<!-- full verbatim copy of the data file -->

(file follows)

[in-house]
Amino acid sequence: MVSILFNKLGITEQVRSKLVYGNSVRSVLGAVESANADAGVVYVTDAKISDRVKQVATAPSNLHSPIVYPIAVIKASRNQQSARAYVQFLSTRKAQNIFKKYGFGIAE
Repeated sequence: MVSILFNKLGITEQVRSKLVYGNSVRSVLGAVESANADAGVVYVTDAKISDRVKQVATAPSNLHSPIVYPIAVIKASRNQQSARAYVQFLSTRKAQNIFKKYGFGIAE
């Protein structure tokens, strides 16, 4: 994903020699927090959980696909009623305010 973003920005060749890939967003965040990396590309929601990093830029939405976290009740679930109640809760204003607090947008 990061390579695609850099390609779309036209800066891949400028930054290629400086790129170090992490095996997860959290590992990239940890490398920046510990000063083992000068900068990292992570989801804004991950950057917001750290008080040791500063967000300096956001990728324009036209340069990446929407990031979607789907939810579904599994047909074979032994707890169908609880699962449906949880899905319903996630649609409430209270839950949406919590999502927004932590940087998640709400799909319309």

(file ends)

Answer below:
[in-house]
Amino acid sequence: MVSILFNKLGITEQVRSKLVYGNSVRSVLGAVESANADAGVVYVTDAKISDRVKQVATAPSNLHSPIVYPIAVIKASRNQQSARAYVQFLSTRKAQNIFKKYGFGIAE
Repeated sequence: MVSILFNKLGITEQVRSKLVYGNSVRSVLGAVESANADAGVVYVTDAKISDRVKQVATAPSNLHSPIVYPIAVIKASRNQQSARAYVQFLSTRKAQNIFKKYGFGIAE
């Protein structure tokens, strides 16, 4: 994903020699927090959980696909009623305010 973003920005060749890939967003965040990396590309929601990093830029939405976290009740679930109640809760204003607090947008 990061390579695609850099390609779309036209800066891949400028930054290629400086790129170090992490095996997860959290590992990239940890490398920046510990000063083992000068900068990292992570989801804004991950950057917001750290008080040791500063967000300096956001990728324009036209340069990446929407990031979607789907939810579904599994047909074979032994707890169908609880699962449906949880899905319903996630649609409430209270839950949406919590999502927004932590940087998640709400799909319309």